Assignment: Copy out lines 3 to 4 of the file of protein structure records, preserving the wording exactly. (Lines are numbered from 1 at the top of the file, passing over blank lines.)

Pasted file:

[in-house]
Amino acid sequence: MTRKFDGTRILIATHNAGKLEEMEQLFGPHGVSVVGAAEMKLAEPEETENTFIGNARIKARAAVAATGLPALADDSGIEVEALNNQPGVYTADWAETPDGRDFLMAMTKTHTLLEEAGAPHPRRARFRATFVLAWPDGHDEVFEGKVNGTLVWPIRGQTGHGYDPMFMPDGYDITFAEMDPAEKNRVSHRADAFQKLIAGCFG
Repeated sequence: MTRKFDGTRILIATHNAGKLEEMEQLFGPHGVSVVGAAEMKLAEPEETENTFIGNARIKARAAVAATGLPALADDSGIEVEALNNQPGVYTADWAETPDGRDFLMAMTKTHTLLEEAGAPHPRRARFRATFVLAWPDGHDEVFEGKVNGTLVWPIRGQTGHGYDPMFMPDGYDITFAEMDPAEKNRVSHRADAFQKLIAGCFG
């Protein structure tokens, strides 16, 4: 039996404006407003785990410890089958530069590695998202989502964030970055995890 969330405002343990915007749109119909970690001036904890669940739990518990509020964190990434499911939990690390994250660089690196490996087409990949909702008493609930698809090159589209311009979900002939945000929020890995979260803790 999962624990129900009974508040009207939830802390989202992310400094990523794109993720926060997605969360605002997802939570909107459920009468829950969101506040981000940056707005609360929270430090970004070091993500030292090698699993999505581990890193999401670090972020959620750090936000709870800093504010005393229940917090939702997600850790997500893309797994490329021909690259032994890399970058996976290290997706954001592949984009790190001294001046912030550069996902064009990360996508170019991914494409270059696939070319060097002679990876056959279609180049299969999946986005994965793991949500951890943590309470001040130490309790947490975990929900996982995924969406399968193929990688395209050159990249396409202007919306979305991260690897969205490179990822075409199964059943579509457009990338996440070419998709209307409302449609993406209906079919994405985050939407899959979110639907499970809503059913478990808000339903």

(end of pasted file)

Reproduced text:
Repeated sequence: MTRKFDGTRILIATHNAGKLEEMEQLFGPHGVSVVGAAEMKLAEPEETENTFIGNARIKARAAVAATGLPALADDSGIEVEALNNQPGVYTADWAETPDGRDFLMAMTKTHTLLEEAGAPHPRRARFRATFVLAWPDGHDEVFEGKVNGTLVWPIRGQTGHGYDPMFMPDGYDITFAEMDPAEKNRVSHRADAFQKLIAGCFG
């Protein structure tokens, strides 16, 4: 039996404006407003785990410890089958530069590695998202989502964030970055995890 969330405002343990915007749109119909970690001036904890669940739990518990509020964190990434499911939990690390994250660089690196490996087409990949909702008493609930698809090159589209311009979900002939945000929020890995979260803790 999962624990129900009974508040009207939830802390989202992310400094990523794109993720926060997605969360605002997802939570909107459920009468829950969101506040981000940056707005609360929270430090970004070091993500030292090698699993999505581990890193999401670090972020959620750090936000709870800093504010005393229940917090939702997600850790997500893309797994490329021909690259032994890399970058996976290290997706954001592949984009790190001294001046912030550069996902064009990360996508170019991914494409270059696939070319060097002679990876056959279609180049299969999946986005994965793991949500951890943590309470001040130490309790947490975990929900996982995924969406399968193929990688395209050159990249396409202007919306979305991260690897969205490179990822075409199964059943579509457009990338996440070419998709209307409302449609993406209906079919994405985050939407899959979110639907499970809503059913478990808000339903």